Dr. Daniel Czyż (chysh) is an Assistant Professor of Microbiology and Cell Science at the University of Florida. He completed his undergraduate training in biochemistry at the University of Illinois at Chicago and was awarded his PhD in molecular biosciences from Northwestern University. During his PhD, Daniel spent two years as a Visiting Scientist at Argonne National Laboratory. Afterwards, Daniel conducted postdoctoral research at the University of Chicago and Howard Taylor Ricketts Regional Biocontainment Laboratory on the campus of Argonne National Laboratory before joining the faculty at the University of Florida. In our interview, he shares more about his life and science.
People Behind the Science Podcast Show Notes
Life Outside of Science (2:28)
Outside of work, Daniel spends his free time with his wife and three daughters. They enjoy a variety of outdoor activities, including camping, fishing, traveling, and visiting many of the nearby beaches in Florida.
The Scientific Side (3:21)
Daniel’s lab has two main research areas. Part of his lab is dedicated to developing new treatments to kill antibiotic-resistant bacteria using methods such as bacteriophages (viruses that kill bacteria), silver nanoparticles, and enhancing the ability of our immune system to fight bacteria. The other part of his lab is working to understand the effects that bacteria in our gut have on our brain and neurodegenerative diseases like Alzheimer’s disease, Parkinson’s disease, and Huntington’s disease.
A Dose of Motivation (8:41)
“Your work is going to fill a large part of your life, and the only way to be truly satisfied is to do what you believe is great work.” – Steve Jobs
What Got You Hooked on Science? (11:52)
When he was about seven years old, Daniel’s mom got him a high-quality professional microscope, and he became fascinated with the microscopic world. He and his family moved from Poland to the United States when he was entering high school. At the time, Daniel didn’t know any English, but he started taking classes and was able to finish high school in three years. He was really motivated to go to college because he knew he wanted to pursue science. In his freshman year, Daniel started working in a lab, and this was the first time he was exposed to scientific research. He was captivated, and he continued working in different labs throughout college. Throughout his graduate school and postdoctoral fellowships, Daniel continued to hone his research interests as he prepared to launch his own independent lab. His early passion for imaging and microscopy continued throughout his career, and Daniel uses cutting-edge microscopy in his research today.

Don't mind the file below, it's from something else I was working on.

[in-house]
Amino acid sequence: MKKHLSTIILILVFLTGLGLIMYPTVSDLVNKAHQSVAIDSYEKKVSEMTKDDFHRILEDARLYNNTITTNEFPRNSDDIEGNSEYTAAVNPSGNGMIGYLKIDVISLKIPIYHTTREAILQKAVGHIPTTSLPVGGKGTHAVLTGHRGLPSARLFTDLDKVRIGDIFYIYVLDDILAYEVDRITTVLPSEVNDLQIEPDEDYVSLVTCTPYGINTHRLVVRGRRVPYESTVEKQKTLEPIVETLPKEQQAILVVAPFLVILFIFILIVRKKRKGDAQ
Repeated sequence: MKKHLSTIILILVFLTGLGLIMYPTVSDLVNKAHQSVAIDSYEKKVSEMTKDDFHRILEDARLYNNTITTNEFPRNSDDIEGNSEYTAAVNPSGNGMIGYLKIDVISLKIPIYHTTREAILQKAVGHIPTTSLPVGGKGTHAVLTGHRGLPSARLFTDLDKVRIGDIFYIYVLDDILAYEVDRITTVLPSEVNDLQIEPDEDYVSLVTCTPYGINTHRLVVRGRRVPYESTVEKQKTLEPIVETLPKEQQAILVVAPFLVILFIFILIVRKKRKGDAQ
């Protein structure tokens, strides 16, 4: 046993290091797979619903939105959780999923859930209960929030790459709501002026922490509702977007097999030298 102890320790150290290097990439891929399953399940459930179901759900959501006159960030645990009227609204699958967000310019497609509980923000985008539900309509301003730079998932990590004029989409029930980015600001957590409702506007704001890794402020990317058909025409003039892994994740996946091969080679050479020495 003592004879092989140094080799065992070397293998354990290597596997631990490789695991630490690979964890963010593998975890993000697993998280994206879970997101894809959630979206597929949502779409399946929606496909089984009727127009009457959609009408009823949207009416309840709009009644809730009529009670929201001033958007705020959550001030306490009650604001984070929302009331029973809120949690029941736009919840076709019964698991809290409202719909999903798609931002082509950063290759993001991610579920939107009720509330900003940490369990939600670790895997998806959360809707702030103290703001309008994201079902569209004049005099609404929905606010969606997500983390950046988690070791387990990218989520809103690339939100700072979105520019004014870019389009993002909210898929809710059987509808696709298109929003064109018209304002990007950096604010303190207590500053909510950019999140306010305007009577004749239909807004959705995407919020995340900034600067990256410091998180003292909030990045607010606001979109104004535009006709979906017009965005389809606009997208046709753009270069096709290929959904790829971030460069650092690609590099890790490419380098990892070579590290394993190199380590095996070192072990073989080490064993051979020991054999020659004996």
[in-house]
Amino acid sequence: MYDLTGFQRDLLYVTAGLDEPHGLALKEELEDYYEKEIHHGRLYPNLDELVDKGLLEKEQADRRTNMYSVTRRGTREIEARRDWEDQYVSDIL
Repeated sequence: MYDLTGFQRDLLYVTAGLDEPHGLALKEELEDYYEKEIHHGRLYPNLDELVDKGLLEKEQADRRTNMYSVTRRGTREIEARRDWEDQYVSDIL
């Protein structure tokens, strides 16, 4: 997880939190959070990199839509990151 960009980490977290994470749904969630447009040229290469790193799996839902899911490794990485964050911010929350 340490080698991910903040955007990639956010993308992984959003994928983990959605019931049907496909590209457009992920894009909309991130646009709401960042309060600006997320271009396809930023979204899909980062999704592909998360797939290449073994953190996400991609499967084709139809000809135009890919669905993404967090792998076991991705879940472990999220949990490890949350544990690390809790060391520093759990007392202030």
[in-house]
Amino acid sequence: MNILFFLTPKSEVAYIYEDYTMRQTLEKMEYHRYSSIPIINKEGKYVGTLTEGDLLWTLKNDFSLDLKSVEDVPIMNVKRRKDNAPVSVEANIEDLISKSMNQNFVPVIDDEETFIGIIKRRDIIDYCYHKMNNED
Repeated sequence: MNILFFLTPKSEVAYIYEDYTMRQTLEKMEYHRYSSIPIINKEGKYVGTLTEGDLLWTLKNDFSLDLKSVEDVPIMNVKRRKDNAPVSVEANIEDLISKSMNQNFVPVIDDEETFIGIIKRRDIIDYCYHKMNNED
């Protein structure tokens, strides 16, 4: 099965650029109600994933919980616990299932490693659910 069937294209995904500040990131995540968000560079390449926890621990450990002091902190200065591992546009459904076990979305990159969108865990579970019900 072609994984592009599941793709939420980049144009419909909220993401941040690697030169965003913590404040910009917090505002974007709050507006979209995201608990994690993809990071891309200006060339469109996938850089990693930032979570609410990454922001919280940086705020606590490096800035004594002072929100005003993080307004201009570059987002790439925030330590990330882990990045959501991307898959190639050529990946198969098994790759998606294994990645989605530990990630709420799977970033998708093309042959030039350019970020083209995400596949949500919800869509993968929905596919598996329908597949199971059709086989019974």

The Low Points: Failures and Challenges (25:04)
As a postdoc working at Argonne National Laboratory, Daniel spent over a year trying to purify heat shock protein fragments and develop antibodies for the protein. After all of his hard work, none of the antibodies he created were able to detect the protein that occurs naturally in organisms. He views this as an important learning experience. It was extremely difficult or nearly impossible to develop antibodies against this protein, and it was time to move on. In addition to scientific challenges, Daniel went through personal struggles as a postdoc as well. He was a postdoc for six years, and during this time, he and his wife had three children. Raising a new family on a postdoc salary and with a busy schedule wasn’t easy. In addition, Daniel’s father who had been a source of support passed away. However, Daniel pushed through because he knew he wanted to ultimately get a faculty position.
A Shining Success! (27:55)